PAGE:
Individual Entry

 
 

 
The bird with the bungled audio

Blu-ray

As you may know, Dario Argento’s first film, The Bird with the Crystal Plumage, gets its high definition debut in just under a week’s time, courtesy of Blue Underground’s upcoming Blu-ray release. Screen captures and a review have now appeared at DVD Beaver, and I’m afraid it’s a case of good news and bad news.

On the plus side, the screenshots (which are, admittedly, somewhat over-compressed as is the DVD Beaver standard and therefore not a 100% accurate representation of the final product) suggest a very fine video transfer with the natural grain structure intact and a pleasing amount of detail. The DVD was so filtered that it always felt as if you were watching the film through a misty window, so it is a pleasure to see these captures looking so crisp and defined. All of the extras from the previous 2-disc DVD release have also been ported over.

On the downside, what hasn’t been ported over is an audio mix that is in any way representative of Argento’s intentions. Gone are the 2.0 mono English and Italian tracks that were on the DVD. In their place, as with The Stendhal Syndrome, are an array of redundant encodes of the same surround remix. Note to Blue Underground: if you are going to include a DTS-HD Master Audio track, you do not need to also include separate Dolby TrueHD and Dolby Digital tracks of the same mix. It’s pointless, a waste of space and only causes you to have to pay more in licensing fees. It really sticks in my craw that the original mono tracks were discarded in favour of these space-hoggers, particularly given the twaddle Blue Underground spewed about not having enough space left for the original audio.

 
Posted: Thursday, February 19, 2009 at 7:41 PM | Comments: 8
Categories: Blu-ray | Cinema | DVD | Dario Argento | Gialli

 
Comments

1.

"what hasn't been ported over is an audio mix that is in any way representative of Argento's intentions."

I see this a lot in reviews of Euro Cult DVDs.

How do you know what Dario's intentions were over 30 years ago?

Posted by: Vincent, February 19, 2009 8:58 PM

2.

Well, when you put it that way, I suppose I have no way of knowing what his intentions were, but I’m willing to bet that the original mono mix is somewhat closer than any remix created by a technician in the 21st century, artificially pumping out of up to seven channels audio elements that were created with the assumption that they would be heard monaurally.

Posted by: Michael Mackenzie, February 19, 2009 10:18 PM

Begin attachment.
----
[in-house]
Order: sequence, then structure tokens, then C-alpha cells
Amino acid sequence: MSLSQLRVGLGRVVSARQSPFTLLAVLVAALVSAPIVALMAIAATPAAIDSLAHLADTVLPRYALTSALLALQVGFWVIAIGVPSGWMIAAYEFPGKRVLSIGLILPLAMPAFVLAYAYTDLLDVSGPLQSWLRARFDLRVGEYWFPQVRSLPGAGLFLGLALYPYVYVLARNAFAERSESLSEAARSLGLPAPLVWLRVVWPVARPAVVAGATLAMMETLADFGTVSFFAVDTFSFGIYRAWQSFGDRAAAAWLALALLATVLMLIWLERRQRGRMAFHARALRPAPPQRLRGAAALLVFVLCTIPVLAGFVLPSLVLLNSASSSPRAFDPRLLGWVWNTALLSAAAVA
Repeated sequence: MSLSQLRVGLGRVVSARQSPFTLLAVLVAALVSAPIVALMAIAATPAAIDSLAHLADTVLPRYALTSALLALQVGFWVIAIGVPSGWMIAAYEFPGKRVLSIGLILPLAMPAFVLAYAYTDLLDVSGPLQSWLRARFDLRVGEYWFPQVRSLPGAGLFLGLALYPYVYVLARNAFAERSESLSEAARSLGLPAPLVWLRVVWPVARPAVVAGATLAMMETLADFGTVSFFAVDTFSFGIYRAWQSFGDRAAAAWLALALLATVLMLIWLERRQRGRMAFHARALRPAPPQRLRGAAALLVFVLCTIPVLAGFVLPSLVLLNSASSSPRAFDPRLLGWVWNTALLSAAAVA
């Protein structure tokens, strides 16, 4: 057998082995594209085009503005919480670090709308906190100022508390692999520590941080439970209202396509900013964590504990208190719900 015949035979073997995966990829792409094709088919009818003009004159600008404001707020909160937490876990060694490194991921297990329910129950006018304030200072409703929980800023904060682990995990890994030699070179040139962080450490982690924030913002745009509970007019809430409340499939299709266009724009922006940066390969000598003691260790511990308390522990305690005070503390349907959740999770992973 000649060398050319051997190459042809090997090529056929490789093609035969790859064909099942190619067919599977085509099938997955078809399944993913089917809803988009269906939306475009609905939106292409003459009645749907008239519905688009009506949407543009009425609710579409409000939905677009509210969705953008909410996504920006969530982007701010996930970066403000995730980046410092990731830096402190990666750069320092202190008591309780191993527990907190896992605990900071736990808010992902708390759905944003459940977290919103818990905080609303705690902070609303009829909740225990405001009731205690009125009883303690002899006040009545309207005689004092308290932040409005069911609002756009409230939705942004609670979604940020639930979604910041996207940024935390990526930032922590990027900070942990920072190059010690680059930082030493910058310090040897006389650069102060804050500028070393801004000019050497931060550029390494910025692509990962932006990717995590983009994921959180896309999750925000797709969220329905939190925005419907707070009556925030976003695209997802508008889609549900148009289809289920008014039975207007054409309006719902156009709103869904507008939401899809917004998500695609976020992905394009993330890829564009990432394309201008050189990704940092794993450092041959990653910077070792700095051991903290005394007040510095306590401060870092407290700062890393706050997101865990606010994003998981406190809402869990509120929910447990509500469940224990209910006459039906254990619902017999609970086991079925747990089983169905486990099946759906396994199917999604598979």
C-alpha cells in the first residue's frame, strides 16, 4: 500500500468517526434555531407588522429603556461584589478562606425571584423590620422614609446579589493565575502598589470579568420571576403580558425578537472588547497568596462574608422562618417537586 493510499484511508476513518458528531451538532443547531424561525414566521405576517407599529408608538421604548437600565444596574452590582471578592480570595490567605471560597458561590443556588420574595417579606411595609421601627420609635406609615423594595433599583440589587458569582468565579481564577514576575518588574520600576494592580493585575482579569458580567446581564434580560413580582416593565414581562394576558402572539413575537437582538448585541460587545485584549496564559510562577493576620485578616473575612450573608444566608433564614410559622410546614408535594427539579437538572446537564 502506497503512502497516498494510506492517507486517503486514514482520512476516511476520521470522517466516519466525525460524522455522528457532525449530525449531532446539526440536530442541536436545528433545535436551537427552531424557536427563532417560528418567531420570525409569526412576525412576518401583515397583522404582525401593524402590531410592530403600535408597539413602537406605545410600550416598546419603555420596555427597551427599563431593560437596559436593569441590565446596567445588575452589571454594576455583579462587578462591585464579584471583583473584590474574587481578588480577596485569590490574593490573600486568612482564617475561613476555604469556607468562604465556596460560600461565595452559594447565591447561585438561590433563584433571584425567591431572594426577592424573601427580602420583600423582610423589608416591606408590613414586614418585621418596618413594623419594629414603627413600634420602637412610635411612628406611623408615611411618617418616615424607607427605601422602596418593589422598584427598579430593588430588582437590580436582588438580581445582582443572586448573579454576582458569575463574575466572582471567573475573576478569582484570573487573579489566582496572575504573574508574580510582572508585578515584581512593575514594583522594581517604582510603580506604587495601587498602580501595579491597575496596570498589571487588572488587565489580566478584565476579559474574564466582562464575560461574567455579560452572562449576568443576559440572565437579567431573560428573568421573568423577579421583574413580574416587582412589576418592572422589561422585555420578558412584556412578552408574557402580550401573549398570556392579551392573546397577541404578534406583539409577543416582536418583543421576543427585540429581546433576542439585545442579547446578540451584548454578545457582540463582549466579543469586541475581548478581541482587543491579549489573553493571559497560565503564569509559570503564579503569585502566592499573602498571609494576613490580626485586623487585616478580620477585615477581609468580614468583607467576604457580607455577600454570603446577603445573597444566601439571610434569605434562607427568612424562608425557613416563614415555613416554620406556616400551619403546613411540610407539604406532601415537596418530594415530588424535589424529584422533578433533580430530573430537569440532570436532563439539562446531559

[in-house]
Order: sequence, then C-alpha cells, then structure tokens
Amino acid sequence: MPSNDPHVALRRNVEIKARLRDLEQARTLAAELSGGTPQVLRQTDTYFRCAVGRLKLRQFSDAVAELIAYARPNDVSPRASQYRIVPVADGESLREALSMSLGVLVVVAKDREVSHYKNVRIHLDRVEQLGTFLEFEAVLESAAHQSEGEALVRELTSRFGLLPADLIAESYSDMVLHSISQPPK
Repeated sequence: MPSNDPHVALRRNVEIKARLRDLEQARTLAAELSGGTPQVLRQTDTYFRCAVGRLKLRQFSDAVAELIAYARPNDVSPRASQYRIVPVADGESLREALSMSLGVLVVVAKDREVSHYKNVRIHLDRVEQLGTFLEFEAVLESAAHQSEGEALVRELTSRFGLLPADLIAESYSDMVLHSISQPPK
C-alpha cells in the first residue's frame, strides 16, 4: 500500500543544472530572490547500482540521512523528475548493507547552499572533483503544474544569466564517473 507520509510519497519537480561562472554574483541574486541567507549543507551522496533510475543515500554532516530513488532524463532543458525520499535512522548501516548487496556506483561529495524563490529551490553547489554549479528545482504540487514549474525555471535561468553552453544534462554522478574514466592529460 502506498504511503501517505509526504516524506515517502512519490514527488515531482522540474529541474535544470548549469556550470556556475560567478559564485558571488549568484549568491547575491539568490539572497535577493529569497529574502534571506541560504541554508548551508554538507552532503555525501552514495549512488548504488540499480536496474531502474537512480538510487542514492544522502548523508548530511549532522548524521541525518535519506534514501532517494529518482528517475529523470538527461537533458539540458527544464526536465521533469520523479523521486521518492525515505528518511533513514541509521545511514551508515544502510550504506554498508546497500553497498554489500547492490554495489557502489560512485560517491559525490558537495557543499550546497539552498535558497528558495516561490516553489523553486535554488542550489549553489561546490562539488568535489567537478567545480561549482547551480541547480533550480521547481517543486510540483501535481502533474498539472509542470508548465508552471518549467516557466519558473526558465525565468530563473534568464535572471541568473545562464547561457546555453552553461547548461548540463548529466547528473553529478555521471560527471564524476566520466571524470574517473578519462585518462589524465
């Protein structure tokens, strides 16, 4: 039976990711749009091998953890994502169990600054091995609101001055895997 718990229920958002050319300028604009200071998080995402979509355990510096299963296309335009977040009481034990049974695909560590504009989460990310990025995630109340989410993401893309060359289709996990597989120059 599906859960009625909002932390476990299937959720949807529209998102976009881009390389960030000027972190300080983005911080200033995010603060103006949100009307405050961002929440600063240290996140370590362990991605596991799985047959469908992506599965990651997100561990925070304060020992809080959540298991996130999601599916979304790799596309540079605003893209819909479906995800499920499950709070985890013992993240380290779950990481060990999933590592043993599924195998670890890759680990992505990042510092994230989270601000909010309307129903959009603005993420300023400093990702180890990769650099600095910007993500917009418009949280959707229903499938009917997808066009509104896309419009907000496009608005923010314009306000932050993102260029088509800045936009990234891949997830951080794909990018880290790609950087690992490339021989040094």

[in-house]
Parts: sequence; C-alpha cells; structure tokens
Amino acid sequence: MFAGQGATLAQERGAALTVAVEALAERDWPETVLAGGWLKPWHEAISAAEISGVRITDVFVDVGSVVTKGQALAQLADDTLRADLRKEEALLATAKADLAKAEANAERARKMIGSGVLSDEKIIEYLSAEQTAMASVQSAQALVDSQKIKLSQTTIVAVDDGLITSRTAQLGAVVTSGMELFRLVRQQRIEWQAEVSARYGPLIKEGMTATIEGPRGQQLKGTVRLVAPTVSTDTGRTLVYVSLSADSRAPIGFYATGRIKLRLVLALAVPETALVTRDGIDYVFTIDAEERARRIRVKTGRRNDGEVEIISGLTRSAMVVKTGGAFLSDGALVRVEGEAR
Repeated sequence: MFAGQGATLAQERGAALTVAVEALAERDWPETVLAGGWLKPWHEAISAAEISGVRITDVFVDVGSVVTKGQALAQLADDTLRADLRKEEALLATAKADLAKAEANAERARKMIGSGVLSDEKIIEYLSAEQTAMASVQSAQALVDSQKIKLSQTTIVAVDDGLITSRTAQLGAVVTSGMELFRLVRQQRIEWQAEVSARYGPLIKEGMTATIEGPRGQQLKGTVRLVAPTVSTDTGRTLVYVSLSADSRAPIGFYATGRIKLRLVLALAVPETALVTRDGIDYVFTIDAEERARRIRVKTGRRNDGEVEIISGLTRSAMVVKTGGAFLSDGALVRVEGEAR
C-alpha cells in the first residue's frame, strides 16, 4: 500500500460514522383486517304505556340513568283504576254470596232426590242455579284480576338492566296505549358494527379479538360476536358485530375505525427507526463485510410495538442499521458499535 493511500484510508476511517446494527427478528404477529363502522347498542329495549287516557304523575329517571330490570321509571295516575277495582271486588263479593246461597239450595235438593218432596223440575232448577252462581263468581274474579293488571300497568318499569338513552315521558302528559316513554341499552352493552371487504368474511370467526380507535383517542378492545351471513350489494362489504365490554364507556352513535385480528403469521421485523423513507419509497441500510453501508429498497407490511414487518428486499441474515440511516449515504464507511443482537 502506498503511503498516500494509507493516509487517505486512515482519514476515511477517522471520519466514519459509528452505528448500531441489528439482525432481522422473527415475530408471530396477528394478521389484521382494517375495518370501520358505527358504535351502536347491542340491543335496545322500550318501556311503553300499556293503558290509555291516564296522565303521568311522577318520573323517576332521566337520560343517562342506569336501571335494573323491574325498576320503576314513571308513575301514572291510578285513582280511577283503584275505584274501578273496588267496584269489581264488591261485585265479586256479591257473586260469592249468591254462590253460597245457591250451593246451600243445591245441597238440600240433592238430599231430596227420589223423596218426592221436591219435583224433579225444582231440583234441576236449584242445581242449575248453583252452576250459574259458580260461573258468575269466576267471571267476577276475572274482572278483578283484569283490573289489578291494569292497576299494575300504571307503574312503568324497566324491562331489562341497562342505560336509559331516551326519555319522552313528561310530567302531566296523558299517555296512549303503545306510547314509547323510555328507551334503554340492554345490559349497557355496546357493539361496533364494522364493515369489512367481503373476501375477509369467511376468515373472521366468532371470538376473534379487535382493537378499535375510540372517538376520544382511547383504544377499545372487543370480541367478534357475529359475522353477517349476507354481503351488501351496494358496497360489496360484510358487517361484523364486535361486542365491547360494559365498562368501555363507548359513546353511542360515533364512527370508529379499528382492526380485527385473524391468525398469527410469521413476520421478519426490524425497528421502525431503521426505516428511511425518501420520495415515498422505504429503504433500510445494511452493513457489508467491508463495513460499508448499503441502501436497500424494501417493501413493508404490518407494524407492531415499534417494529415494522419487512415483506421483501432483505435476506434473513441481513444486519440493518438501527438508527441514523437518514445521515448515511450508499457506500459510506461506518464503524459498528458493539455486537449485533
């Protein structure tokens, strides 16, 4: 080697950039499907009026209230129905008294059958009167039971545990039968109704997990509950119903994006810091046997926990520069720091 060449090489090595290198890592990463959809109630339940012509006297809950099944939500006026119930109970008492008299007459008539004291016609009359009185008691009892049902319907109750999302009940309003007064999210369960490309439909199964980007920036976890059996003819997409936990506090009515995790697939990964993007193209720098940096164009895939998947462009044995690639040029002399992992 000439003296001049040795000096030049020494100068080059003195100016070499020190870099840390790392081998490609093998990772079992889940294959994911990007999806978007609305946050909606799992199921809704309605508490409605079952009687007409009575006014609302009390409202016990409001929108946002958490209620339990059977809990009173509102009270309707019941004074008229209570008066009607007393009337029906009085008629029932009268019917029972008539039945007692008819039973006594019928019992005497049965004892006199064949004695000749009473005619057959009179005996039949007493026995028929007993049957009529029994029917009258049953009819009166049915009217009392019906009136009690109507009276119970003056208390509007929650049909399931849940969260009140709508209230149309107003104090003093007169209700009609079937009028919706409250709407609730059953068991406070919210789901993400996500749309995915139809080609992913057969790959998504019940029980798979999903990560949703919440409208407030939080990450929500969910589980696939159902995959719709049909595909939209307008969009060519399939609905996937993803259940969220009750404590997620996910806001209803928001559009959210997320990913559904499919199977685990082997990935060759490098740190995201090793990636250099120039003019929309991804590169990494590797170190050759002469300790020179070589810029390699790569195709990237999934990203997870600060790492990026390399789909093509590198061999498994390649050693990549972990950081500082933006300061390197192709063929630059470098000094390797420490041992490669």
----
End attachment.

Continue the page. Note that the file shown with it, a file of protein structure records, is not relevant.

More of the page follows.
3.

I hate that many catalog Blu-rays (specifically Fox) print out that the discs have the master track in 5.1 but wouldn't a true master track be in lossless 1.0 or 2.0?

Posted by: Sound Designer Dan, February 20, 2009 1:03 AM

4.

DVD Beaver says "NOTE: There is no 'flat' track for purists."

How subtly disparaging. Is he hoping that calling mono a 'flat track' is going to catch on as a technical term?

Posted by: , February 20, 2009 5:44 AM

5.

I pre-ordered after seeing the screenshots on DVD Beaver (seem good) and didn't pay that much attention to the sound.

In an ideal world, we should be given the option a mono (or stereo) option for these old films, alas for whatever reason we aren't. It isn't quite a deal-breaker to me, but it is a shame.

However, BU's policy of putting out not only a 7.1 mix - ludicrous when you consider how many very recent films only get 5.1 mixes - but two of them (why?!) is lunacy, especially when they can then (probably rightly) claim there isn't room!

Posted by: Danno, February 20, 2009 9:51 AM

6.

Sorry, meant to add to the above comment that "there isn't room for a mono track". Baffling...

Posted by: Danno, February 20, 2009 9:54 AM

7.

Yeah, simply saying there is no room for lossless mono or stereo tracks for both the English and Italian audio is ridiculous when they use up so much space for so many different surround mixes. What a crock.

I thought hi-def was supposed to be about getting as close to the theatrical experience as possible. This includes film-like visuals (which a lot of companies goof up on with their DNR and so forth) and original sound mixes in the highest quality possible--and if a movie was originally in surround, the surround mixes ought to as closely represent the original mixes as possible. I don't like the whole 5.1 and 7.1 remix option where everything is done completely different in the vision of whoever is doing the job.

Such a disappointment that BU continues with this bizarre standard. Thankfully Criterion look to be supplying lossless mono and stereo tracks for their BDs, and I assume their picture quality is quite good as well.

Posted by: Christopher D. Jacobson, February 20, 2009 7:17 PM

8.

Some important things to note: The English opening and closing credits are used, though the commentators make a note of pointing out the 1969 copyright and "Cromoscope" credit. They were obviously watching the Italian closing credits as the English credits do not have what they are referencing.

There are also many English cut-ins that are missing, such as the computer printout at the police station. These scenes were shot in multiple languages, but they were left in Italian on this release. Why?!?!

I was very happy with the picture quality, and the sound might technically be 7.1 but you'd be hard pressed to detect it if there is any separation at all between the 4 rear channels.

I wonder why they never put out lossless 1.0 mono tracks? Just crazy... I have so many mono Laserdiscs with uncompressed PCM mono and they sound full-bodied and quite clear. Then the DVD/Blu-ray versions arrived with cramped dynamic range, hiss-reduction, and shrillness.

Posted by: Chuck Pennington, February 26, 2009 3:56 PM

Comments on this entry and all entries up to and including June 30th 2009 have been closed. The discussion continues on the new Land of Whimsy blog:

https://www.landofwhimsy.com

 

 
 
Back to...